I really like Escape Goat 2 and I think you might too. When it’s not pissing me off, anyway, which it did do frequently. Still, it’s a snack-like game and even when it’s frustrating, it’s so friendly and colorful that it’s hard to hold a grudge.
Before I talk about Lifeless Planet, I’d like to share a funny story. I was talking with a coworker the other day and for some reason the conversation turned to space, and the distances involved when discussing it. Now, before I go on, you need to understand that I work with some people who are… rather… narrow… in their thought processes. Which is why, at this point, my colleague said:
“Well, they don’t know for sure that space is that big. I mean, they can’t say the distance to the next star without actually measuring it.”
I stared at him.
People think it’s an obsession. A compulsion. As if there were an irresistible impulse to act. It’s never been like that. I chose this life. I know what I’m doing. And on any given day, I could stop doing it. Today, however, isn’t that day. And tomorrow won’t be either.
Batman: Identity Crisis
by Brad Meltzer, 2004
That quote, more than anything, sums up the character that will form the centrepiece of this article; one who has transcended printed page, cinema and television screen, and now onto gaming consoles and PCs.
Can you believe that just one week ago, we couldn’t catch Pokemon on Google Maps? And we didn’t know how badly we need a Blizzard tournament fighter? It was a world without Captain America: The Winter Soldier. A world where former Uncharted creative director Amy Hennig wasn’t yet attached to the next big Star Wars game. A world in which five-year-olds were widely believed (unjustly) to be unable to crack the security on an Xbox One. It was truly a time of darkness and ignorance.
Good thing we had these games to keep us warm at night.
Hey, we managed to get a regular feature two weeks in a row! That’s a new record.
With the acquisition of Oculus Rift by Facebook, I know that all of us – every reader, every staff member here at Tap, and really everyone – cannot wait to get our FarmVille fix through a headset. That’s all I’ve been thinking about this week! Being able to see my computer just really takes me out of the social game experience.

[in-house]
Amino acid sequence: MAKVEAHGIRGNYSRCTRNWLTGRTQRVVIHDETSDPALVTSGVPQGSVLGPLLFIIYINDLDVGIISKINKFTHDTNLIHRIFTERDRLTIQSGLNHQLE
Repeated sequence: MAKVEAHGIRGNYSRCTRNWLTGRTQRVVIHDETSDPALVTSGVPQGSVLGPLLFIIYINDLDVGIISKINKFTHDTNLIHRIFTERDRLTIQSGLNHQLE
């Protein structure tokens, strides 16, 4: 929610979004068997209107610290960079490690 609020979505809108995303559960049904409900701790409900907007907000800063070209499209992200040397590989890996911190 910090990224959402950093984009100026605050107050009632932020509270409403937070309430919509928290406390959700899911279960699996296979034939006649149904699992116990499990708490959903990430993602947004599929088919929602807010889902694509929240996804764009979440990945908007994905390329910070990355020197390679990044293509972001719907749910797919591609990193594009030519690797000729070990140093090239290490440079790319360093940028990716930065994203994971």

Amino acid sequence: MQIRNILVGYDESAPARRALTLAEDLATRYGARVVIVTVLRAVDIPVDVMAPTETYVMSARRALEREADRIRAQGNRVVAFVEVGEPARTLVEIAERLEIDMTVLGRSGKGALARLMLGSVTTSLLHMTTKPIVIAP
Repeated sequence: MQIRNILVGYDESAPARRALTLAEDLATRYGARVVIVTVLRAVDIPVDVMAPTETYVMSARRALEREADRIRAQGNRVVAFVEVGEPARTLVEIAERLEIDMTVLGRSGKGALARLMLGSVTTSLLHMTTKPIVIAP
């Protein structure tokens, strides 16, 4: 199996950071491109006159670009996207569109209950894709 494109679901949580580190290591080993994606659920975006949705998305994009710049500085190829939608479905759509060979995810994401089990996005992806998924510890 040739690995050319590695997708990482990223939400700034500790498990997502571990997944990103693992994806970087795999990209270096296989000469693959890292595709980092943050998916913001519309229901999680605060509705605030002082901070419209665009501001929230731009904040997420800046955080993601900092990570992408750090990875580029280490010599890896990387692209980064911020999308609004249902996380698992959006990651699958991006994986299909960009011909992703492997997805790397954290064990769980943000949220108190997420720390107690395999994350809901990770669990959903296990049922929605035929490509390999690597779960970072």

That said, Rome wasn’t built in a day (it took at least eight turns, I expect), so we have to find something to occupy ourselves until we can bug our friends incessantly from right in front of their faces. Here’s just a few things that the Tap staff have been using to pass the time.
Enemy Mind is a game being developed at Schell Games in Pittsburgh, PA. Schell occasionally does an internal game jam, and allows employees to work on their own independent game projects for a week. Enemy Mind was the brainchild of engineer Mike Traficante, and after a debut at the jam, was selected by the studio to receive further development. It was Greenlit on Steam and is already available through Early Access.
“So do you guys have, um, any screenshots of this stuff?” I asked, in what was clearly the most professional possible way after getting a demo of EVE: Valkyrie from the Oculus Rift team at GDC.
It’s a little known fact that, behind the scenes at Tap, everyone is required to report every game they so much as look at. This is important so that we know who to ostracize for their gaming tastes in the secret staff forum. In this, the first installment of On Tap, our newest regular feature, we share some of our current gaming adventures: ones that don’t rate an article of their own – good, bad, or ugly – or ones still percolating in our tiny minds. This is important so that we know who to ostracize for not contributing to On Tap any given week.
Just…just assume everyone else’s contribution this time would have been Dark Souls 2. That’s probably where they are right now, in Drangleic. Except maybe Steerpike, who might be driving to Oklahoma as we speak with an axe and a shovel and fire in his eyes. But mostly Dark Souls 2.
Today, Dix and Steerpike take the tap.
The approach to meet with Jane Jensen kind of seemed like a scene from one of her games. I had an email, a time, and a location: an unnamed building off the main conference site identified only by a number. When I arrived, I had a secret code to enter into the door. Behind the door was one shiny elevator, and a series of mailboxes. One was marked with a mysterious note. I was worried that there was going to be a puzzle here to solve. But then to my relief I was buzzed up, and invited into the Phoenix Online Suite.
Then I checked out some of the games. Read on…